English Churchman

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The English Churchman is a family Protestant newspaper that was founded in 1843. The formal title of the newspaper is English Churchman and St James' Chronicle. St James Chronicle dates from 1761.

The paper has a reputation for being outspokenly and unashamedly Protestant, Evangelical, Reformed and anti-ecumenical, believing that the Thirty-Nine Articles of the Church of England are good and true and so it does not recognise non-evangelical Churches as being truly Christian because they have erred in doctrine and practice.

Ironically, and contrary to general ecclesiastical trends, the English Churchman began life as an Anglo-Catholic newspaper but it was soon taken into evangelical hands where it has remained ever since.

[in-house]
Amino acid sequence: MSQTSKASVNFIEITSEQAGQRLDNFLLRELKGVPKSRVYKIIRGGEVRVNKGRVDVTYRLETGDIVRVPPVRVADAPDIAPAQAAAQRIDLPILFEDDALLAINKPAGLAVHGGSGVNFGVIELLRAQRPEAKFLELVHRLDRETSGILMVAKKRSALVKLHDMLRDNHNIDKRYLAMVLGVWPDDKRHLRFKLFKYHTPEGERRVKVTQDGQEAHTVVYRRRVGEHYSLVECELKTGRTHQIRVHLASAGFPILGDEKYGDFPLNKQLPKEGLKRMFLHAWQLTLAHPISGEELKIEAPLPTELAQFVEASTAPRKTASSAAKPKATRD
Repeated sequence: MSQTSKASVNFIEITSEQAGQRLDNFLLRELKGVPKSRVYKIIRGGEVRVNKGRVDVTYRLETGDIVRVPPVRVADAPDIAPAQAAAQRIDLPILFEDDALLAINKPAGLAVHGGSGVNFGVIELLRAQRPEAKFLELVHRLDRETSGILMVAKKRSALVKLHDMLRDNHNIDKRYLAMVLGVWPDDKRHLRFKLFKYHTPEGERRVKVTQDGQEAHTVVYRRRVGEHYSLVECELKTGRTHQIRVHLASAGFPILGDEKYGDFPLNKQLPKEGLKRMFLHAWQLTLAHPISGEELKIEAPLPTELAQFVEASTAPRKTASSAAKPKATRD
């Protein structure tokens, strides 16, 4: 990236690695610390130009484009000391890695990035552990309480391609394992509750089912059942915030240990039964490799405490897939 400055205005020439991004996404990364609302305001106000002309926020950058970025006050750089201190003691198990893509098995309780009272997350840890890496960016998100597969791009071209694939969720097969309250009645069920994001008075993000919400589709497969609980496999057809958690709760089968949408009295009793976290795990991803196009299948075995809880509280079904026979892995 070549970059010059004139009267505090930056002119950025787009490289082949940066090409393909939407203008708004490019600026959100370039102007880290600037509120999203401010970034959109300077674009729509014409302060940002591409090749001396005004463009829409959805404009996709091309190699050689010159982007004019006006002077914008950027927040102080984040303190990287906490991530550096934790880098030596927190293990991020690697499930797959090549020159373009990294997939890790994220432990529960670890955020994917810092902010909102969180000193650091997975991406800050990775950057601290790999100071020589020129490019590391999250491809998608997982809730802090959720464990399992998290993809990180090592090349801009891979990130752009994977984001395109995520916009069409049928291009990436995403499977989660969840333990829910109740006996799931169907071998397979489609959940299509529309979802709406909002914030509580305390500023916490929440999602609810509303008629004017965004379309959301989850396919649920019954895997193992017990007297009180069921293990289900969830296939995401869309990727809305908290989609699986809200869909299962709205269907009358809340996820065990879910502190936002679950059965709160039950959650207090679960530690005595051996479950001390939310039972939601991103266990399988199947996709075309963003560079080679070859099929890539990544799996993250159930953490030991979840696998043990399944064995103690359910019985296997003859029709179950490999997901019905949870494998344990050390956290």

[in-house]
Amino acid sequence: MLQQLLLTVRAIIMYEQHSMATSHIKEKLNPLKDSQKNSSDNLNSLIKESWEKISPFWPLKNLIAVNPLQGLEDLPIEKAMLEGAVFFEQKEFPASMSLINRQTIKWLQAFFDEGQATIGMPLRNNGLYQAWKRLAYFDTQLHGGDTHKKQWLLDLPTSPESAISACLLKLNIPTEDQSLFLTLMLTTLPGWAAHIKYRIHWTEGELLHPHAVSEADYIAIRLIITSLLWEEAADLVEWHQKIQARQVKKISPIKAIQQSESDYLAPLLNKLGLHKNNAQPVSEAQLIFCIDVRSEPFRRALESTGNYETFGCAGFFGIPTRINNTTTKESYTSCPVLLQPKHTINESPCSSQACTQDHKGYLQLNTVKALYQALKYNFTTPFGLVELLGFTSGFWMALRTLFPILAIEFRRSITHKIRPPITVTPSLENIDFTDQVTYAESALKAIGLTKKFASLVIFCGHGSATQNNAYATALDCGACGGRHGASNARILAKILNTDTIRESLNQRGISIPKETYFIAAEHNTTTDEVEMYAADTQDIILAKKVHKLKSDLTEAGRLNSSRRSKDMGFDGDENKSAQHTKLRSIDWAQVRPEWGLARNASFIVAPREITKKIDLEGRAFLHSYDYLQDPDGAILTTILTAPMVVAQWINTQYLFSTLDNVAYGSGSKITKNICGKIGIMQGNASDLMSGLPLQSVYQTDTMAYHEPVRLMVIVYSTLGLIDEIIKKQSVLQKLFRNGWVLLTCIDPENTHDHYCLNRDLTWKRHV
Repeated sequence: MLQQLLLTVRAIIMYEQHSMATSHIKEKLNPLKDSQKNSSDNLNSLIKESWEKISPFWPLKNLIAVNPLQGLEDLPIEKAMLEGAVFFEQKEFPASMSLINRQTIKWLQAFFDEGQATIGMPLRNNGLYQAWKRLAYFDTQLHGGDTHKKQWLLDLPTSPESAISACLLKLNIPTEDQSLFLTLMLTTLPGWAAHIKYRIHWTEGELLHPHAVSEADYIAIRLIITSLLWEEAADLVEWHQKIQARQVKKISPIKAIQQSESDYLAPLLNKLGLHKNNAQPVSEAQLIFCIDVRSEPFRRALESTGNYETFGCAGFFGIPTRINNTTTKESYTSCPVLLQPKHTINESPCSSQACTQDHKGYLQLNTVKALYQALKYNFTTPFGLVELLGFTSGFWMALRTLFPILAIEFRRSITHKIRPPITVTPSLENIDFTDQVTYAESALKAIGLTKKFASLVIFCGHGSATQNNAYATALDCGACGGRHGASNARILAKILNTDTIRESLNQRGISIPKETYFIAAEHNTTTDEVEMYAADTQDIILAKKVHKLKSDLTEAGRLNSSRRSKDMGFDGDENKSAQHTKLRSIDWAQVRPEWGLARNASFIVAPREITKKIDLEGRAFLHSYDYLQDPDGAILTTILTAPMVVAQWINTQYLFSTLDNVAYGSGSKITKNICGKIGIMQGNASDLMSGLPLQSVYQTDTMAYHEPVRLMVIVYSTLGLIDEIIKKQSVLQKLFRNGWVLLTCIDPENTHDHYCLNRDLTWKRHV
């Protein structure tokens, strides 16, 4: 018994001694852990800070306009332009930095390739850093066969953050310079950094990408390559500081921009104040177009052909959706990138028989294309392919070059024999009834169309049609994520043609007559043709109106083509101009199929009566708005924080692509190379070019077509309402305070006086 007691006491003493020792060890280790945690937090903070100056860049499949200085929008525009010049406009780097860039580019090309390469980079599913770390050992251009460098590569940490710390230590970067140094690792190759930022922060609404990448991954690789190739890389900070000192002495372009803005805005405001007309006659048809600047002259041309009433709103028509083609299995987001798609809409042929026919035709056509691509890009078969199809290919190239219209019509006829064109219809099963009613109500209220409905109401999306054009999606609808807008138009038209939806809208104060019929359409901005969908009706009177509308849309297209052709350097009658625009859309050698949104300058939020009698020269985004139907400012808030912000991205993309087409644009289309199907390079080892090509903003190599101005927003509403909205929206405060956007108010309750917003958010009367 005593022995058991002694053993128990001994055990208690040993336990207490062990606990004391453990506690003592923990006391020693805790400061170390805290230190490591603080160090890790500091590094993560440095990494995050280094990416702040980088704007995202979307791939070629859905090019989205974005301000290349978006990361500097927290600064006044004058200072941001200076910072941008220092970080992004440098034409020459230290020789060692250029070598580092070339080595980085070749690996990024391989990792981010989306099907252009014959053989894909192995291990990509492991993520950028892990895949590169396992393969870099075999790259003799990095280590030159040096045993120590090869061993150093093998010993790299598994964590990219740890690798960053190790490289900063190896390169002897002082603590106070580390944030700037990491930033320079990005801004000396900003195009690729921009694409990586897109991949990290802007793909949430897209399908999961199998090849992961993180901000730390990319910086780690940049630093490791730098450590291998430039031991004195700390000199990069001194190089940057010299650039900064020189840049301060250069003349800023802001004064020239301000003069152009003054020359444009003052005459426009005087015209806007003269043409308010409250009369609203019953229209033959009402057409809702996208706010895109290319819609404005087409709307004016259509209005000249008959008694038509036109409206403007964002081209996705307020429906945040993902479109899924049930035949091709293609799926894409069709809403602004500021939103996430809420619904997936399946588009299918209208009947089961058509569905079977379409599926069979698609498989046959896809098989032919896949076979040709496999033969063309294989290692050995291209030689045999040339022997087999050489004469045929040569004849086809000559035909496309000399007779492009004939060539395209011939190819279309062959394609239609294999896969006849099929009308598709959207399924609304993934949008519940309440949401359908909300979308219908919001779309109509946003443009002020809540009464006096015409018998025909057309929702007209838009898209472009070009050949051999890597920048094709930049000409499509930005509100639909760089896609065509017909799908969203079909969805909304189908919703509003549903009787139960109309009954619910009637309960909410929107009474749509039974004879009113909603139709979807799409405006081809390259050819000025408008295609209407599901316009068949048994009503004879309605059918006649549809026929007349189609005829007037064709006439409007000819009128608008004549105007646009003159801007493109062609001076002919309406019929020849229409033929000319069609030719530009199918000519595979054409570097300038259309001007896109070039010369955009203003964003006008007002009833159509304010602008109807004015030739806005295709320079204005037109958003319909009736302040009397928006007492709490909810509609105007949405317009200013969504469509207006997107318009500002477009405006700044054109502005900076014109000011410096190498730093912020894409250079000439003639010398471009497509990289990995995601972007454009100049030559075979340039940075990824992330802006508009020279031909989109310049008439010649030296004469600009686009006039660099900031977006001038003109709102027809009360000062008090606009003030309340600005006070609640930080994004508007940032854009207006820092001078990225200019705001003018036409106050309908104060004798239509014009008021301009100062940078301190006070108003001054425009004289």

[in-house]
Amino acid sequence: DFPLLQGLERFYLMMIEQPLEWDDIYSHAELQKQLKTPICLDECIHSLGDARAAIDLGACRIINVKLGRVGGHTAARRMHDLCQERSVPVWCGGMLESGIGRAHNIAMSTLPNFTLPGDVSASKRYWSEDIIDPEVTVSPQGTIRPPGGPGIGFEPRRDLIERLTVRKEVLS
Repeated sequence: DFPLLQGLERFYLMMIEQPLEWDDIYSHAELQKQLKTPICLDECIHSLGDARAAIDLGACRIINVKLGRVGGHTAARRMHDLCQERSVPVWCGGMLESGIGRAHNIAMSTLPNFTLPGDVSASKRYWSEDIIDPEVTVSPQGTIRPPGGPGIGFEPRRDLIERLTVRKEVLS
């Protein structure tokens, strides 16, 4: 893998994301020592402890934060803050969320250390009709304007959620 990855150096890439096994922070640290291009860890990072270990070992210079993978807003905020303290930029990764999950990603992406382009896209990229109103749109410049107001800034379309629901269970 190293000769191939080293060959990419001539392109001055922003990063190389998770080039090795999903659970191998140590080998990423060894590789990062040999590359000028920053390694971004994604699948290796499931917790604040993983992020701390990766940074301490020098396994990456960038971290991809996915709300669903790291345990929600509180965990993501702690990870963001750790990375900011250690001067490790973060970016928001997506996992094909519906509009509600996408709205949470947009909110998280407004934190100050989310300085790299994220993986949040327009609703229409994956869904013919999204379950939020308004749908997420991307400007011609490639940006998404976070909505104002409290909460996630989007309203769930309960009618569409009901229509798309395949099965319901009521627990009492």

While the doctrinal basis of the English Churchman is the 39 Articles of Religion, the newspaper is not an organ of the Church of England. The current editor is a minister in the Church of England (Continuing) which also holds to the old Evangelical and Reformed Anglican position as won by the Protestant Reformation.

At the time of the death of Pope John Paul II the English Churchman was one of the first evangelical publications to state that it did not believe the Pope was a Christian, but rather, as historically Protestants have almost universally believed, that the papacy is Antichrist.[1]

The newspaper was originally weekly but has for the last few decades been published fortnightly. Most readers are subscribers who receive the newspaper by post but it is also available from some Christian bookshops and from newsagents.

References[edit]

  1. ^ Edition 7660 of 15 April 2005

External links[edit]